HARLOW: To a much more serious topic that could be catastrophic for the U.S. economy, the debt ceiling.
HARLOW: The president did not answer the question shouted at him by reporters in Japan this morning -- can you guarantee the U.S. won't default? John Kirby didn't answer Kaitlan's direct question, can you guarantee -- can the White House guarantee the U.S. won't default? What -- and the president's going back to deal with this and cutting off two legs of his trip.
BARRO: It's so strange. I mean, they've done this 103 times since the establishment of the debt limit. And there -- and there have been a number of crises prior that sort of have this rhythm.
And you can even -- you can go read the clips from 1985 with Ronald Reagan -- very similar right up to the line concerns about what happens if we don't make the payments.
And so I think that's part of why people are so blase about this -- that not only have we don't his before, we've done the thing before where it's like oh, this time is going to be different --
BARRO: -- and then this time isn't different.
None of these people seem to me like they're quite behaving like they really think the United States might miss a payment on its bonds in a -- in a couple of weeks.
HARLOW: Because we never have.
BARRO: Well, because we never have. But then also, I mean, there are these gimmicks available. I mean --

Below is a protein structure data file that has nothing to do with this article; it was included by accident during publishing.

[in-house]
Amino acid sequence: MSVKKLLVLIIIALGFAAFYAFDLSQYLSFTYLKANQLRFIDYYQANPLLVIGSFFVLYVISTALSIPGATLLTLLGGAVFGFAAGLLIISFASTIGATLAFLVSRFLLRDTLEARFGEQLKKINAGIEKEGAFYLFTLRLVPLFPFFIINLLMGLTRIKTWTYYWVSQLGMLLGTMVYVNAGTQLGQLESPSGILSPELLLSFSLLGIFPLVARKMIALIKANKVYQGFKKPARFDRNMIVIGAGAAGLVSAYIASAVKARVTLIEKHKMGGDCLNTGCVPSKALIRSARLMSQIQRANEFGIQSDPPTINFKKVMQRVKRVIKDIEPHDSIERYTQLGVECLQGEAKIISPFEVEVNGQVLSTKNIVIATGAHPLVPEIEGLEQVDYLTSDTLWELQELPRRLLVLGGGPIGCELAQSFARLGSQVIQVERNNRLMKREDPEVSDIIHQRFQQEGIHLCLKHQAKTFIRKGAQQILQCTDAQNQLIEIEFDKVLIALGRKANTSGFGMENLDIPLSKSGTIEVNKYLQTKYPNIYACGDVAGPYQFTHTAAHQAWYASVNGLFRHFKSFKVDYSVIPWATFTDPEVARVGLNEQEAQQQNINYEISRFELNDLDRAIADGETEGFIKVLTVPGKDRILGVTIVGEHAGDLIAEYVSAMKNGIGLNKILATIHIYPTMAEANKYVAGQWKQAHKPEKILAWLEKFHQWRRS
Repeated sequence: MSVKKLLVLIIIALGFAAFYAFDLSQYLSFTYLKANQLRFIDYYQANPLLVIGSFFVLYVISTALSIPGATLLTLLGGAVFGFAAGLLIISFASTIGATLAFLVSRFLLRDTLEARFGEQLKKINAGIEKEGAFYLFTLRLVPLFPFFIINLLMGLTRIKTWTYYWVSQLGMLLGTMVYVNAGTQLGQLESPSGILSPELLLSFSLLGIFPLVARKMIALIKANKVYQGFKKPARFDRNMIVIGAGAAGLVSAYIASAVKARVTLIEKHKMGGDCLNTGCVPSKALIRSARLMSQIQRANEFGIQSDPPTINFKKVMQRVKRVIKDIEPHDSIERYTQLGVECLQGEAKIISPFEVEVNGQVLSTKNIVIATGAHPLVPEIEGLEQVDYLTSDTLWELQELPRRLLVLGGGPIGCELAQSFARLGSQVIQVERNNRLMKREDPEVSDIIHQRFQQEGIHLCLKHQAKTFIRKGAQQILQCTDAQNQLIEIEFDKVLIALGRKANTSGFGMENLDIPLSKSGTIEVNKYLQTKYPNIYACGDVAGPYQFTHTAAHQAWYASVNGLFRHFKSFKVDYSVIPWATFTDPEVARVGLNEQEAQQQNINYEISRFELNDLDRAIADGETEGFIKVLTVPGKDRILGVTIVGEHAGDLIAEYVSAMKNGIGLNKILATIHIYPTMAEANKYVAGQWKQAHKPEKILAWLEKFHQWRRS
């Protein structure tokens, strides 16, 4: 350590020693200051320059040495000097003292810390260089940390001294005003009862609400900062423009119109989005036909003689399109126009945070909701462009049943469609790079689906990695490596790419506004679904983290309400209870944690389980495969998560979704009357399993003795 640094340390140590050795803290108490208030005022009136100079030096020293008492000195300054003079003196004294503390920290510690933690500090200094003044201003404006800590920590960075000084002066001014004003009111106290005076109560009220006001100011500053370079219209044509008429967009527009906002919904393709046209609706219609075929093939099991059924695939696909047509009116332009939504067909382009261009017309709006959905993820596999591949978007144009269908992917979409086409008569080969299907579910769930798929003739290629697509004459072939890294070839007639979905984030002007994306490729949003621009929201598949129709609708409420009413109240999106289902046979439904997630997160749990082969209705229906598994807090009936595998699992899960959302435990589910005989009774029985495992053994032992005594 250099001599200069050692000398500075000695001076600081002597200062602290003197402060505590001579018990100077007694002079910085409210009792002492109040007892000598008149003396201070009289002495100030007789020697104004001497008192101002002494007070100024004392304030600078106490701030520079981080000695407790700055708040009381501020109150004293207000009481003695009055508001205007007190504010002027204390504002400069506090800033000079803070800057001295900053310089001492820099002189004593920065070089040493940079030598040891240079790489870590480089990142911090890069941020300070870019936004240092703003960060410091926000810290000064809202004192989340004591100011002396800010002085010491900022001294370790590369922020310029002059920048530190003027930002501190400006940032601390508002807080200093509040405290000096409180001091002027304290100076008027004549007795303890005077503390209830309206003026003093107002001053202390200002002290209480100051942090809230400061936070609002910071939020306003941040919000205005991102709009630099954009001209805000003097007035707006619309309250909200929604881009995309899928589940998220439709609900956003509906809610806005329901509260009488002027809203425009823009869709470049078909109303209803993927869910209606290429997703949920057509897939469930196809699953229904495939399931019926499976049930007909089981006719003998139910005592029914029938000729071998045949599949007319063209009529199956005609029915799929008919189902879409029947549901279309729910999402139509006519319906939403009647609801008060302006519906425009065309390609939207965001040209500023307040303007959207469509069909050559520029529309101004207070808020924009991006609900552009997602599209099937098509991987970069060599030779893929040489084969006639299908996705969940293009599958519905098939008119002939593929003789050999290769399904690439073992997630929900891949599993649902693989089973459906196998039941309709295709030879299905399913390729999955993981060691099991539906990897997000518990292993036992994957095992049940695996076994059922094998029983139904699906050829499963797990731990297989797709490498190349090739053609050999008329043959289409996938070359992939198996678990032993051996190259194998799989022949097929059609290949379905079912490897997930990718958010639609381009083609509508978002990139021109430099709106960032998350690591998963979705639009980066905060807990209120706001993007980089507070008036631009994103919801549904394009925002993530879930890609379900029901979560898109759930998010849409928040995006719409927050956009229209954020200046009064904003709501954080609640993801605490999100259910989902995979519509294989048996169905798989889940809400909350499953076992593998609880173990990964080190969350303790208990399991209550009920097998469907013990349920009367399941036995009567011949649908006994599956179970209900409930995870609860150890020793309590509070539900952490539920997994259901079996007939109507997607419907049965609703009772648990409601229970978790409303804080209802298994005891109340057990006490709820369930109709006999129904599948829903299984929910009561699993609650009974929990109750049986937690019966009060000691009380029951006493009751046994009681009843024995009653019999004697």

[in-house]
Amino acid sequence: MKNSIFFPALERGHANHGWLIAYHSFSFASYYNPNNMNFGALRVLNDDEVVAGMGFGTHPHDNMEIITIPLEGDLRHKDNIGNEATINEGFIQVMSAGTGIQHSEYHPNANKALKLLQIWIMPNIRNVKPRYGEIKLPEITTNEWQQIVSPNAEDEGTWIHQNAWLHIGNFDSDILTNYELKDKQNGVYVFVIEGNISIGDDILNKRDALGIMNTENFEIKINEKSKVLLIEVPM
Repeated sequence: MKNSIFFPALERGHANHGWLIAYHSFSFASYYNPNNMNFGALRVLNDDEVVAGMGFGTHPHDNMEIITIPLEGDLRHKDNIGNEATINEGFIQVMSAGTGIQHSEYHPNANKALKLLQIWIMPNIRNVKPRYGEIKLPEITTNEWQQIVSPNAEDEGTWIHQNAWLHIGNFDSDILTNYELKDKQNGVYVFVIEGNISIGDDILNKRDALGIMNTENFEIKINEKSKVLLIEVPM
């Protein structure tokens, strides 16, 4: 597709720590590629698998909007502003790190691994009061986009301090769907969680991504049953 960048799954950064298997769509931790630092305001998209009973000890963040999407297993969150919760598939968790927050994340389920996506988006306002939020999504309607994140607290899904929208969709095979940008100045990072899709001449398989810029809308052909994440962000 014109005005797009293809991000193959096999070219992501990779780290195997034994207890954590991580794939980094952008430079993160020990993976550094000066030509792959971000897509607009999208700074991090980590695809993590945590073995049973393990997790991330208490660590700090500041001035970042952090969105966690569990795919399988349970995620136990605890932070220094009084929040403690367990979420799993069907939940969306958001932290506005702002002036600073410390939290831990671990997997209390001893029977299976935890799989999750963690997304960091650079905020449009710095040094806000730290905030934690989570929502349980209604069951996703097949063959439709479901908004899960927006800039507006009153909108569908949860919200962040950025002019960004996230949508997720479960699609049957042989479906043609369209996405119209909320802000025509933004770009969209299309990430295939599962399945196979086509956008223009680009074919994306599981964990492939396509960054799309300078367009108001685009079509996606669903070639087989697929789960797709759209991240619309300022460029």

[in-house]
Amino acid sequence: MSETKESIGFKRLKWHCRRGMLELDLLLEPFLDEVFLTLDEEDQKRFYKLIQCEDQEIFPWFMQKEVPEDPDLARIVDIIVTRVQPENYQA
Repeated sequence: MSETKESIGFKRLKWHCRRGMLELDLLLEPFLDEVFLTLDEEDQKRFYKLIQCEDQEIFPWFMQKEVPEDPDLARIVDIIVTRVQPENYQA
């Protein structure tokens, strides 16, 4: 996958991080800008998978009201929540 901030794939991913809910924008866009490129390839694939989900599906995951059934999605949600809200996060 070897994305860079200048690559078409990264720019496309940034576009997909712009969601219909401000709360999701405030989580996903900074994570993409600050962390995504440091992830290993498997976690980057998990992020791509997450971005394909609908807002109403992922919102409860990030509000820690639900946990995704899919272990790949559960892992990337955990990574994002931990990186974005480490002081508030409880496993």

BARRO: -- there's this -- you can claim that the 14th Amendment permits the administration to issue debt in violation of the debt limit. But then there's also this stuff with -- I know it sounds silly but the -- you can make a large denomination platinum coin and deposit it in the Treasury. You can issue bonds that have -- that have sort of a funky structure that allow you to basically create accounting gimmicks under the debt limit, which we've already been doing, by the way. We hit the debt limits months ago.
They do what they call extraordinary measures --
HARLOW: Extraordinary measures.
BARRO: -- where they go -- they take money out of a retirement fund for federal employees and use that to finance the government. And then they put the money back in the retirement fund after we're done with the debt limit crisis.
And so, there are downsides to pursuing all of those possible workarounds, but I don't think any of them have a downside as large as not paying the interest on the debt.
And so, I think that the extent to which this administration doesn't seem incredibly alarmed by the situation where they're supposed to negotiate this big overall deal in two weeks with lots of complicated parts. Like, they want to do permitting reform along with a budget deal and debt limit deal, and they have to decide rules about how you're going to build interstate power lines. Like, the idea that we're going to do all of that negotiation in two weeks just strikes me as crazy.
Maybe we'll have a deal to make a deal. This has happened in some prior crises where you have a short-time increase. It gives them time to negotiate and then you have a longer-term deal in a few months.
COLLINS: But on that front -- on that front, these negotiations do have to happen and they're happening -- mainly, they've got emissaries but it's Biden and McCarthy that have to come to an agreement. It seems like Democrats, especially in the Senate, are getting concerned about what that agreement could look like. What they may have to vote for.